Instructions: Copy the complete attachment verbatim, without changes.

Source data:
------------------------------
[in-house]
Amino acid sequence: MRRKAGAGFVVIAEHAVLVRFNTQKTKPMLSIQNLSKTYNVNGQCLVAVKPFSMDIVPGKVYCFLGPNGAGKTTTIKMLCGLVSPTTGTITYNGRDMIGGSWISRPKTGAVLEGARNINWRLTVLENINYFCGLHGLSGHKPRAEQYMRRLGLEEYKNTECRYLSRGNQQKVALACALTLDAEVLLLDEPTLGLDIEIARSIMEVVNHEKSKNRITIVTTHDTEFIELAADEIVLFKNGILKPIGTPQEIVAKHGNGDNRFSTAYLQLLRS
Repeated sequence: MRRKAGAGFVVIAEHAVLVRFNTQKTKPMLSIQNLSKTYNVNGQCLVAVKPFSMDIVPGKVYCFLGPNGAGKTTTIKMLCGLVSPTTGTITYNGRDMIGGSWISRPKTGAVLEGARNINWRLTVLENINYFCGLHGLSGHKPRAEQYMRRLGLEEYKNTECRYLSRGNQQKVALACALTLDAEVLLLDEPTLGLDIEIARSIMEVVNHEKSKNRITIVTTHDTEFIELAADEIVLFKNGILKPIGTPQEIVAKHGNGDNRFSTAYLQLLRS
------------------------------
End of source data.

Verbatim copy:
[in-house]
Amino acid sequence: MRRKAGAGFVVIAEHAVLVRFNTQKTKPMLSIQNLSKTYNVNGQCLVAVKPFSMDIVPGKVYCFLGPNGAGKTTTIKMLCGLVSPTTGTITYNGRDMIGGSWISRPKTGAVLEGARNINWRLTVLENINYFCGLHGLSGHKPRAEQYMRRLGLEEYKNTECRYLSRGNQQKVALACALTLDAEVLLLDEPTLGLDIEIARSIMEVVNHEKSKNRITIVTTHDTEFIELAADEIVLFKNGILKPIGTPQEIVAKHGNGDNRFSTAYLQLLRS
Repeated sequence: MRRKAGAGFVVIAEHAVLVRFNTQKTKPMLSIQNLSKTYNVNGQCLVAVKPFSMDIVPGKVYCFLGPNGAGKTTTIKMLCGLVSPTTGTITYNGRDMIGGSWISRPKTGAVLEGARNINWRLTVLENINYFCGLHGLSGHKPRAEQYMRRLGLEEYKNTECRYLSRGNQQKVALACALTLDAEVLLLDEPTLGLDIEIARSIMEVVNHEKSKNRITIVTTHDTEFIELAADEIVLFKNGILKPIGTPQEIVAKHGNGDNRFSTAYLQLLRS